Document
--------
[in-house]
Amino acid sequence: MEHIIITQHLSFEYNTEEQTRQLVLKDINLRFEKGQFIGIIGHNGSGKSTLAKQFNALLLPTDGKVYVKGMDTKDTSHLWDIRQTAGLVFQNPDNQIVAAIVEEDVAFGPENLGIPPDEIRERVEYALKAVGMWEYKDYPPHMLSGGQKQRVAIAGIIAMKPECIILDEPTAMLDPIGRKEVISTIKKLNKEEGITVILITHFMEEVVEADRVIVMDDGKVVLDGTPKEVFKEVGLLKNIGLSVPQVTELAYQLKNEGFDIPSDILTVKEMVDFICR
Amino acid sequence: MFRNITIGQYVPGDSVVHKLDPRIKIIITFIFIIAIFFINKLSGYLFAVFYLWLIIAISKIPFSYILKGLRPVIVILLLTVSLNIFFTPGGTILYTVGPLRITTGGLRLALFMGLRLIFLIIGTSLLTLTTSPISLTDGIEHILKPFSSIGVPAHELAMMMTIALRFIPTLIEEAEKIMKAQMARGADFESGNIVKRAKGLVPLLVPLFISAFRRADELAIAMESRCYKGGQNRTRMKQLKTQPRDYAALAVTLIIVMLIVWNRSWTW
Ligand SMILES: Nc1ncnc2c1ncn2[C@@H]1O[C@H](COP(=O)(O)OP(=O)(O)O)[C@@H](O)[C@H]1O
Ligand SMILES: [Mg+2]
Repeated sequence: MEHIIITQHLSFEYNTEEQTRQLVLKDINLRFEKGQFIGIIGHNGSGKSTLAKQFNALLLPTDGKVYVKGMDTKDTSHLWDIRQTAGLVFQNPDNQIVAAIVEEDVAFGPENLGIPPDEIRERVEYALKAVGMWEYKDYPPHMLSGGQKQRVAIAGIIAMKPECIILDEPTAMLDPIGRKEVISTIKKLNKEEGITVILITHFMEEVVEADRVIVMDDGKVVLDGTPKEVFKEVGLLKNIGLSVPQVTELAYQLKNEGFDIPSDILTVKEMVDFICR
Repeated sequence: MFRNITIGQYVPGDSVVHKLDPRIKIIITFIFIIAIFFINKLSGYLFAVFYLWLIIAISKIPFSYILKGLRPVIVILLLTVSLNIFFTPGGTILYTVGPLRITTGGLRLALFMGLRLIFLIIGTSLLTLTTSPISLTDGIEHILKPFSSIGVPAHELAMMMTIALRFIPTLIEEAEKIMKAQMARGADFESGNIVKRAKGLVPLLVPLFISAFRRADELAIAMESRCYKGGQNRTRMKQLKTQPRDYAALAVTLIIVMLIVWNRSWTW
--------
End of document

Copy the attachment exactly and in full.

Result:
[in-house]
Amino acid sequence: MEHIIITQHLSFEYNTEEQTRQLVLKDINLRFEKGQFIGIIGHNGSGKSTLAKQFNALLLPTDGKVYVKGMDTKDTSHLWDIRQTAGLVFQNPDNQIVAAIVEEDVAFGPENLGIPPDEIRERVEYALKAVGMWEYKDYPPHMLSGGQKQRVAIAGIIAMKPECIILDEPTAMLDPIGRKEVISTIKKLNKEEGITVILITHFMEEVVEADRVIVMDDGKVVLDGTPKEVFKEVGLLKNIGLSVPQVTELAYQLKNEGFDIPSDILTVKEMVDFICR
Amino acid sequence: MFRNITIGQYVPGDSVVHKLDPRIKIIITFIFIIAIFFINKLSGYLFAVFYLWLIIAISKIPFSYILKGLRPVIVILLLTVSLNIFFTPGGTILYTVGPLRITTGGLRLALFMGLRLIFLIIGTSLLTLTTSPISLTDGIEHILKPFSSIGVPAHELAMMMTIALRFIPTLIEEAEKIMKAQMARGADFESGNIVKRAKGLVPLLVPLFISAFRRADELAIAMESRCYKGGQNRTRMKQLKTQPRDYAALAVTLIIVMLIVWNRSWTW
Ligand SMILES: Nc1ncnc2c1ncn2[C@@H]1O[C@H](COP(=O)(O)OP(=O)(O)O)[C@@H](O)[C@H]1O
Ligand SMILES: [Mg+2]
Repeated sequence: MEHIIITQHLSFEYNTEEQTRQLVLKDINLRFEKGQFIGIIGHNGSGKSTLAKQFNALLLPTDGKVYVKGMDTKDTSHLWDIRQTAGLVFQNPDNQIVAAIVEEDVAFGPENLGIPPDEIRERVEYALKAVGMWEYKDYPPHMLSGGQKQRVAIAGIIAMKPECIILDEPTAMLDPIGRKEVISTIKKLNKEEGITVILITHFMEEVVEADRVIVMDDGKVVLDGTPKEVFKEVGLLKNIGLSVPQVTELAYQLKNEGFDIPSDILTVKEMVDFICR
Repeated sequence: MFRNITIGQYVPGDSVVHKLDPRIKIIITFIFIIAIFFINKLSGYLFAVFYLWLIIAISKIPFSYILKGLRPVIVILLLTVSLNIFFTPGGTILYTVGPLRITTGGLRLALFMGLRLIFLIIGTSLLTLTTSPISLTDGIEHILKPFSSIGVPAHELAMMMTIALRFIPTLIEEAEKIMKAQMARGADFESGNIVKRAKGLVPLLVPLFISAFRRADELAIAMESRCYKGGQNRTRMKQLKTQPRDYAALAVTLIIVMLIVWNRSWTW